Sarah and boatPhD candidate

Marine Paleoecology Lab

School of Biological Sciences, University of Queensland

St. Lucia, Brisbane, QLD 4072 Australia

Ph: +61 7 3365 9753


Find me on: – Google scholar – Research Gate

Find more about the project on:


Research interests

  • Historical baselines for management of fisheries
  • The effects of anthropogenic influences on fisheries and marine ecosystems
  • Rapid appraisal techniques for the status of fisheries
  • Importance and quantitative uses of fisher knowledge
  • Conservation and management of spawning aggregations
  • Trophic cascades, tipping points, phase shifts and regime shifts


Current project

Reconstructing ecological baselines: Historical changes in fisheries

Wild caught fisheries are declining worldwide and are facing unprecedented challenges due to increasing unsustainable levels of exploitation, destructive fishing practices, pollution and coastal development. However, without an understanding of historical ecological baselines, fisheries managers underestimate exploited fish population abundance and status.My research focuses on using historical, social and ecological techniques to provide baselines of former population sizes against which current populations can be benchmarked. This study will integrate long-term patterns of change in fisheries abundance and distribution, analysis of the relative impacts of resource user groups (commercial, recreational and Indigenous) and statistical models to identify whether exploited fish populations are managed at sustainable levels. Specifically this research aims to: 1) track the trajectory of a suite of Moreton Bay fin fisheries abundances since the Holocene; 2) reconstruct the history of the Australian east coast Spanish mackerel fishery as a specific case study to determine the relative impact of both commercial and recreational fishing sectors over time; and 3) assessing Kenya’s historically exploited coral reef fish species susceptibility to extinction.This project will be the first to provide a long-term reconstruction and baseline of exploited Queensland’s fish populations using an interdisciplinary approach. It will contribute to a broader understanding of fisheries and provide important baseline information for managers concerned about maintaining fishery resources at a sustainable level.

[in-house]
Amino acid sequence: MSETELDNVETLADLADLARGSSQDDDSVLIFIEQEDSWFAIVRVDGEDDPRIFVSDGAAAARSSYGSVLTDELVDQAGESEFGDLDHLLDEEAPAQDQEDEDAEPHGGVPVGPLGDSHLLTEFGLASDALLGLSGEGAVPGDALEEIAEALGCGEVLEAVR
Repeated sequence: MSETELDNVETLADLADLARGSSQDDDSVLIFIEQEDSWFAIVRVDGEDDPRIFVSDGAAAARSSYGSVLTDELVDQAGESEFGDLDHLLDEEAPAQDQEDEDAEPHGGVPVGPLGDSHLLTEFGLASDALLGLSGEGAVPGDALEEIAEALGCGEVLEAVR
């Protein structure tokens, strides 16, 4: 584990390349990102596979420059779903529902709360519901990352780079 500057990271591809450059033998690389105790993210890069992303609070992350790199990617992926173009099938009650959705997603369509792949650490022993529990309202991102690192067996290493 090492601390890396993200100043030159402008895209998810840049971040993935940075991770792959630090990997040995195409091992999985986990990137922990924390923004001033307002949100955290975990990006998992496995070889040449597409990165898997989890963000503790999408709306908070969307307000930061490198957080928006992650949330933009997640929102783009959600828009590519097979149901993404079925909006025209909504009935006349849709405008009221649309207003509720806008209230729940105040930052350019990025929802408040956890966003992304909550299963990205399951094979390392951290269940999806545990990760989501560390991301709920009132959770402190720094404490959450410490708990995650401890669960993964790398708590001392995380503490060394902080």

SPM catchDugon catch

Find out more about the project and how you can help:


Sarah surveying jelliesCareer and qualifications

Academic Tutor – University of Queensland, Australia

Seabird Research Assistant – Department of Conservation, New Zealand

Canine Supervisor  – SPCA, New Zealand

Fisheries Observer  – Ministry of Fisheries New Zealand

Zoology Teacher – Seoul, South KoreaSarah driving

Marine Researcher  – Irish and Celtic Seas, University College Cork

Honours BSc in Zoology – University College Cork



Doyle, T. K., Houghton, J. D. R., Buckley, S. M., Hays, G. C. & Davenport, J. The broad-scale distribution of five jellyfish species across a temperate coastal environment. Hydrobiologia 579, 29- 39 (2007).

Conference proceedings

Buckley SM, Thurstan RH, Pandolfi JM (2012) Unraveling the history of a spawning aggregation fishery: is Queensland’s fish and chip shop fish on the verge of collapse? Oceans Past IV Conference, Freemantle, Australia, November 2012

Thurstan, RH, Buckley, SM, Pandolfi JM (2012) Reconstructing the historical ecology of Queensland’s snapper: the changing fortune of an iconic fishery. Oceans Past IV Conference, Freemantle, Australia, November 2012

Buckley, SM, Thurstan, RH, Pandolfi JM (2012) Memories of fishing: gathering experiences of fishing during the 20th century. National Recreational Fishing Conference, Gold Coast, Australia, August 2012


Turtle catch

John Oxley library


Professor John Pandolfi, University of Queensland

Dr Ruth Thurstan, University of Queensland

Dr Annie Ross, University of Queensland


Dr. Andrew Tobin, James Cook University

Dr. Tim McClanahan, Wildlife Conservation Society

Dr. Michael O’Neill, QLD fisheries